Now that the new guy is here, the Utah Jazz should be even more dangerous than ever. We're not talking about Jeff Malone. We're talking about Dr. Keith Henschen.
In their ongoing effort to gain an edge on the competition, the Jazz have employed noted University of Utah sports psychologist Dr. Keith Henschen. Henschen has been working for several years with the Utes, helping them deal with the formidable mental aspects major college football and basketball.Now he's planning to assist the Jazz, who must get mentally ready for 82 regular season games, not to mention pre- and post-season appearances.
Though he has never worked with pro basketball teams before, Henschen says he has spent time with numerous world class track and field athletes. He says there are some differences between college and pro orworld class athletes.
"The biggest difference is that the world class athletes really want to be the best. Therefore, they're open to a lot of things (suggestions). Any world class athlete feels a need to have an edge to stay there," says Henschen.
Contrary to popular belief that pro athletes don't feel anyone can help them, and that they don't get serious until the season starts, Henschen says they are "the most receptive when it comes to looking for ways to make themselves better.
"They realize this is their jobs and they have to be good at what they do," he adds.
Henschen says stress is higher on the pro level, but "most learn to deal with in a much better fashion (than college athletes). They're much more realistic. If they don't have it (realism) coming in, they will have it very quickly."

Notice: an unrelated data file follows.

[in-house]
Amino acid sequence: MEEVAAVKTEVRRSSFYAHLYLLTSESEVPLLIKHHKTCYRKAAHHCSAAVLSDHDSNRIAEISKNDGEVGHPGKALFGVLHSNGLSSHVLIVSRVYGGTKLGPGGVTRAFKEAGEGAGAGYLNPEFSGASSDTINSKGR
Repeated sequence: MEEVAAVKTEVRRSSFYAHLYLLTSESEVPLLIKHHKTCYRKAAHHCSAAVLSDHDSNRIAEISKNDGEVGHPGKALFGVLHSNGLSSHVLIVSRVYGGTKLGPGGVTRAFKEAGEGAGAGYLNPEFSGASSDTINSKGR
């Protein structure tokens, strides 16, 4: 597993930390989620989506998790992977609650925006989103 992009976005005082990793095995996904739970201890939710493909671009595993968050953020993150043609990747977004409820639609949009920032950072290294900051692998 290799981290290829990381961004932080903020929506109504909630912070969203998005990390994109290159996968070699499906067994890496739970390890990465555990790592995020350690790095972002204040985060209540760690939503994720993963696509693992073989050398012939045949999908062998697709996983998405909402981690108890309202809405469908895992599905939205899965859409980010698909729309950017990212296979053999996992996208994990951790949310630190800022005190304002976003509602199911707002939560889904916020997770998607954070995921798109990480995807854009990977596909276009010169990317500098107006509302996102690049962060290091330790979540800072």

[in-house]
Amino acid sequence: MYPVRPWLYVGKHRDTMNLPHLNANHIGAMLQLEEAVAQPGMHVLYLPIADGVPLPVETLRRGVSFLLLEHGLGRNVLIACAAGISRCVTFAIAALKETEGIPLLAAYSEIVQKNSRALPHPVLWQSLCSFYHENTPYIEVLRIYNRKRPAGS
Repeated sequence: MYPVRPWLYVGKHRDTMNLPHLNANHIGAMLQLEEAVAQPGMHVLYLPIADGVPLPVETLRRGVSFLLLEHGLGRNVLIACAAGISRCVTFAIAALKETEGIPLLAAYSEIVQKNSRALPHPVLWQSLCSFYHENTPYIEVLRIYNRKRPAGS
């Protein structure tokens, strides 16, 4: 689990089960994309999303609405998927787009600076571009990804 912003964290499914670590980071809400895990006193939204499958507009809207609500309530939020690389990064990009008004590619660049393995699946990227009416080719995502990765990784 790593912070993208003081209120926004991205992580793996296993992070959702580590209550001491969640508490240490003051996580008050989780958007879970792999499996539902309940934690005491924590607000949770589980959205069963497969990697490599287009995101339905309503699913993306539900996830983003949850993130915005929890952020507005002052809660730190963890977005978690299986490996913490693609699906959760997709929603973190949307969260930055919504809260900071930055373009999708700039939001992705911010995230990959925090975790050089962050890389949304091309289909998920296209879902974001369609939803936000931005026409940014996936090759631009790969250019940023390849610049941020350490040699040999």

The gym was silent of bouncing balls for the first half-hour of Tuesday morning's session at Westminster College. The coaching staff huddled with players in front of a television monitor and the VCR to show examples of what consititutes the various types of fouls under newer, broader rule interpretations. This year, a flagrant foul that could produce injury can - at an official's discretion - result in a penalty of two free throws, possession of the ball and ejection of the offending player.
Said Coach Jerry Sloan to his players, "We don't want dirty play. We just want to play clean, hard basketball. There's no place for that other stuff."
Fifth-year pro Mike Brown says he knows what the rookies are going through this week. After spending four or five years in a college program where the system is spoon fed to them, they find have just over a week to learn things, then go to work in exhibition games.
"The big difference was in college you have six weeks to prepare. In the NBA you have 5-7 (exhibition) games. College there's much more of a teaching process. In the NBA they throw it all at you, more or less, and then it's time to play," says Brown.
"The other difference is the intensity. I didn't think players at this level worked as hard as they do in the preseason."
One of the serious contenders for the 12th spot on the team is Minnesota's Melvin Newbern. Newbern, a 6-4 guard, can play both the one or two guard position, but spent most of his time at the point. If the Jazz are looking for more rest time for John Stockton, Newbern could help matters considerably as the third point guard behind Stockton and Delaney Rudd.
Newbern missed the summer league due to hernia-related complications, but has come back to play well in the fall. "I feel real good, but I've got a lot to learn," says Newbern. "All the other players have helped me out a lot."
Jeff Malone says he likes nearly everything about his move to Salt Lake. Referring to the city, he says, "I love it here." Referring to playing with the likes of Mark Eaton, Thurl Bailey, Karl Malone, Blue Edwards and John Stockton, he says, well, he loves that, too.
"In Washington we didn't run that much," he says. "Here, you get the rebound, and you get out and you run. I like getting out and running. But that part is taking some getting used to. We have a lot of big guys and I look at them and say, 'These guys are really moving!"'
Rookie forward Walter Palmer didn't play in Tuesday night's scrimmage due to illness.